January 21, 2016

Whose Word Can You Trust?

Recently I came across a video of a highly respected fund manager in which he offered personal finance advice to investors in general.  One of the things he spoke about was asset allocation.  On checking around, I gathered that a number of people had found what he had said to be worthwhile.  It wasn’t clear as to how widely the video had been watched online, but on one portal there were five times more ‘likes’ than ‘dislikes.’  Here’s the problem: the fund manager’s views on asset allocation were flawed and misleading.

There is a certain personal finance blog that is written by a gentleman who apparently has no professional experience as a financial advisor.  To be fair, he is better versed in matters of personal finance than an average investor.  But that’s probably the best that I can say of him.  I have read posts in which he has distorted facts, made false claims, and expressed views that are flawed and downright ridiculous.  Despite all of this, his is one of the most popular personal finance blogs in India and a number of readers appear to blindly trust anything that he has to say.

These are not isolated instances.  There are countless personal finance blogs written by people who have no grounding or experience in that subject.  And I frequently come across experts waxing eloquent beyond their ken.  Sadly, far too many of us are falling for the questionable advice being dished out by these individuals.

So how can we distinguish an expert from a non-expert?  How can we know when to trust an expert?

The plain truth is that there is no foolproof way.  If you think about it, only an expert can truly know if someone else is also an expert.  The rest of us have to make a presumption about an individual being an expert.  At best, we may have, what some call, a justified belief of a person’s expertise.  I give below some thoughts on how we might build such a belief.

Understand the area of expertise: Thanks to the business channels on television, for a number of us, there is an enduring image of an “investment expert”:  someone who can explain why the stock markets moved the way they did on a given day, predict how they are likely to perform in the next few days, and advise on the suitability of buying or selling a given stock.  This is a highly dubious stereotype.  For one, it is debatable as to whether short term forecasting can be an area of expertise.  For another, there is a lot more to investing than just analyzing stocks.  In fact, the landscape of investing is too vast for anyone to be an expert across all its aspects.  Fund managers and analysts, while competent in matters of researching securities and analyzing the macro environment, are hardly qualified to advise on matters of personal finance.  Financial planners and mutual fund advisors, while better placed to advise their clients on asset allocation and selection of mutual fund schemes, are rarely equipped to analyze stocks.  Knowing an expert’s area of expertise helps in noticing when he/she strays from it.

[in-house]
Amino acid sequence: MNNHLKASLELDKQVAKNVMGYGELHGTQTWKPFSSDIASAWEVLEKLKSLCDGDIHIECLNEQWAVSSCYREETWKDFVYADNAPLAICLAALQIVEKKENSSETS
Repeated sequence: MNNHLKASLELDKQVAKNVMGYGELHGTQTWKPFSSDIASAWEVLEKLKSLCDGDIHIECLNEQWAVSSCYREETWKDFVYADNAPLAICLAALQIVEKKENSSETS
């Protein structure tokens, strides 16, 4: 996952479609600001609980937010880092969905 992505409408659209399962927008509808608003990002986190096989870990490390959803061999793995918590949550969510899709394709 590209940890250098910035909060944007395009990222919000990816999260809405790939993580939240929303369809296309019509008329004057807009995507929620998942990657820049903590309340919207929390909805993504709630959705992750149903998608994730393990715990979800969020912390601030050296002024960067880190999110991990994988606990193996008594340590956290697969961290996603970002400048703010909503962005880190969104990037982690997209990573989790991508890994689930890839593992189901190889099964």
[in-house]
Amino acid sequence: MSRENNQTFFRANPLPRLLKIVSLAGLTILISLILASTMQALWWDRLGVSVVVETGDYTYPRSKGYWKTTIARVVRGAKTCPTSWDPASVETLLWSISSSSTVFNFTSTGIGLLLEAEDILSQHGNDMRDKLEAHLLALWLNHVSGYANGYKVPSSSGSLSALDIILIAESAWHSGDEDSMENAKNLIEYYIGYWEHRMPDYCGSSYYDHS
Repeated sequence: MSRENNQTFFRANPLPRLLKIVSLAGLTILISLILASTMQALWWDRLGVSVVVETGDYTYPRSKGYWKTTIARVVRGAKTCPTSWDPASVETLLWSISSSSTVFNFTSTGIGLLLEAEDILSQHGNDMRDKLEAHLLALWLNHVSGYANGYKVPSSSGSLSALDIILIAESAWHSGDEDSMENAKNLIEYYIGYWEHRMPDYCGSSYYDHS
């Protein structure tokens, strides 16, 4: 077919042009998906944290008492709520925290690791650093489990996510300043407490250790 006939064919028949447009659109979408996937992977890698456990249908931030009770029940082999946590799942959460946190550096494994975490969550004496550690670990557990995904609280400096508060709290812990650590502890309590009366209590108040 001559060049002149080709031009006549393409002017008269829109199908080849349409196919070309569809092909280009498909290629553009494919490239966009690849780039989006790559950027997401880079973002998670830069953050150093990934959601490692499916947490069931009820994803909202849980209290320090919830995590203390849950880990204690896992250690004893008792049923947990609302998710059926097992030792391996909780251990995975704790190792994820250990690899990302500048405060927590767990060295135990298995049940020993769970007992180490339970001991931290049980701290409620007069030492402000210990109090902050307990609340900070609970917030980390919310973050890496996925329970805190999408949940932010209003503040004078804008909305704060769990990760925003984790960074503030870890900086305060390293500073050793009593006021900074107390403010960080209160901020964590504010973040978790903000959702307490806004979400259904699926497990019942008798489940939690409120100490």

Look for indicators of expertise: To some extent, one’s academic credentials and certifications can be an indicator of his/ her expertise.  Personally, I regard professional experience and testimonials from known or proven experts as better indicators.  But more than that, I look for clues in what a person is saying.  Are there any factual inaccuracies?  Is there a clear logic in what is being said?  Are all points consistent with each other? 

Watch out for conflict of interest: Good intentions are by no means a substitute for expertise but questionable motives can dent the credibility of an expert.  A number of fund houses are known to insert subtle (and not-so-subtle) promotional messages in their so-called investor education programs.  And there are a number of bloggers who focus more on their ad revenues and search engine rankings rather than the quality of their content.

Listen to your instincts: Each one of us has an in-built warning system.  Mine makes me uncomfortable with individuals who trumpet their credentials.  I am also wary of those who make assertions without sufficient evidence.  And I tread particularly cautiously when such assertions are made with a high degree of confidence.

Ask Questions:  If still in doubt, do ask questions.  For more on this, check out this post.

In case you’d like to dig deeper, check out this piece that summarizes and expands upon some of the best research on the subject of assessing expertise and trusting experts.

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